This gets back to some of what I've talked about a little earlier about what federal records management is: There are temporary records and there are permanent records. Not everything that every agency captures as observational data — like NOAA or NASA or the EPA — is necessarily a permanent record that comes to NARA for permanent holding and permanent preservation.

But we have actually developed quite elaborate infrastructure for this we have a tool that we call our electronic records archive, or ERA — it went into production in 2009 — which is how we actually track all of our electronic records holdings. We have three different versions of that software: One for federal records, one for presidential records and one for congressional and legislative records. Because they each have different rules around them – around what comes to us, how they're managed and what access rules apply to them. And separately we also have the classified environment because, of course, not everything that comes to us is unclassified.

Take Census data. Census data is very sensitive data because there's a lot of personally identifiable information in it. So we track that separately from everything else because of those rules.

So we ingest all of these records into systems that track what they are, who they came from.

I say that it's as simple as, "What it is, where it is and who it belongs to," are the most basic pieces of information we track about it. But it's a lot more elaborate than that because we're really looking at: What are the file format characterizations? When did we get it? What do we know about it? What record series does it come from? Which agency does it come from? What are the access rules? Is it classified or unclassified? So we have a large infrastructure that we've had in place now for close to a decade.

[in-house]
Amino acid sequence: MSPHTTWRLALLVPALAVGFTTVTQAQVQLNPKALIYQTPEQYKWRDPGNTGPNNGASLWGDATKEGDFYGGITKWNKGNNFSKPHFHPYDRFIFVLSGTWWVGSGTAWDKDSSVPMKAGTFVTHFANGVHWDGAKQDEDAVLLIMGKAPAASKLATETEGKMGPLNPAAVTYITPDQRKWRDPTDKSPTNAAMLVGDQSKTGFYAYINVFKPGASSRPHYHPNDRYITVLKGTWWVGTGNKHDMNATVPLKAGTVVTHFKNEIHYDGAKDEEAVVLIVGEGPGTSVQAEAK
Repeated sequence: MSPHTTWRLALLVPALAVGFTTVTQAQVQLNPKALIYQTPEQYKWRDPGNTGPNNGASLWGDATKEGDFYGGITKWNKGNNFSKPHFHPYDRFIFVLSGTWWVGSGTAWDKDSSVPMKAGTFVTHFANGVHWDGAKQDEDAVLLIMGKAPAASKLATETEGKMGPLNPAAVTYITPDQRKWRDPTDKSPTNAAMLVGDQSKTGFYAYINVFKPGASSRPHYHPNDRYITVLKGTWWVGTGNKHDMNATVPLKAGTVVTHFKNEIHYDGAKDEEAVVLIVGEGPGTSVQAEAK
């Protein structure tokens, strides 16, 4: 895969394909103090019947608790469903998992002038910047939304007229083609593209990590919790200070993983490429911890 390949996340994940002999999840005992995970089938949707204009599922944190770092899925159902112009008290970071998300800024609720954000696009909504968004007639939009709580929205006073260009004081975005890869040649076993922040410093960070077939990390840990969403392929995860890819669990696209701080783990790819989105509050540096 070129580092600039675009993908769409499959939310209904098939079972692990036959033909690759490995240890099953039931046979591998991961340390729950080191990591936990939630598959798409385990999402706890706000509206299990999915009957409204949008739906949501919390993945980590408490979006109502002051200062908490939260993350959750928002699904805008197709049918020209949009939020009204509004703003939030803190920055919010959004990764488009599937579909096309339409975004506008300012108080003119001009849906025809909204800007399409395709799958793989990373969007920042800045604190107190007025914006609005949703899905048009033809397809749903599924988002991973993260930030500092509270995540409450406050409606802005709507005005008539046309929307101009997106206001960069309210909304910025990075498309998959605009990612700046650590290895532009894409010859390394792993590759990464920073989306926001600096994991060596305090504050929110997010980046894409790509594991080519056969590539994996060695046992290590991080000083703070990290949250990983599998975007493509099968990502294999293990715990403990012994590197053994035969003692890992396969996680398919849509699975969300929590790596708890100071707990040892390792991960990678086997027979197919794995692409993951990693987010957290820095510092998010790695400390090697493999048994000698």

We actually started tracking it in some ways back in the 1950s when the first electronic files really started coming in to NARA. I have a system that actually knows what the accessions are for electronic records going back to the 1950s because we keep migrating that data into new and more updated systems over time, as well.

We're right now in the process of refactoring our electronic records archive software to move at least all the unclassified material into the cloud. Part of the scale for us is we need that flexibility, that elasticity to be able to work with these materials and the agencies are now creating them and storing them more often than not in the cloud, depending on their sensitivity and their classification.

For us it's obviously a goal to be able to take it directly into the cloud. Manage it there, work with it there, process it there, have the archivists work in virtual environments in the cloud and then bring them over — still in the cloud — to our public access catalog because the National Archives catalog is already operating and runs in the cloud. So for us this is about having a seamless process potentially from the agency working in the cloud to us taking control, processing it and making it available in the cloud — all through one seamless, elastic environment.

That's our goal right now and that's what we're working on right now.

What's the timeline for that move to the cloud?

The goal right now is to go into production in 2018; we started the development in late 2014. So we are about halfway through the development. Next year we're going to start the process to get it through an approved to go into production in early 2018 for the unclassified and then we start working with the classified materials.

It's a really exciting time to be doing this.

How much data does NARA take in per day and how much is stored within the archives?

When I think about the size of our digital collections, across all of the collections that I know off the top of my head, it's about half a petabyte, which is a thousand times more than a terabyte, which is a thousand times more than a gigabyte, which is a thousand times more than a megabyte. To most people that's a large number. I can't say how much we take in every day because it actually varies depending on which agencies are transferring files to us; that's not a number we track.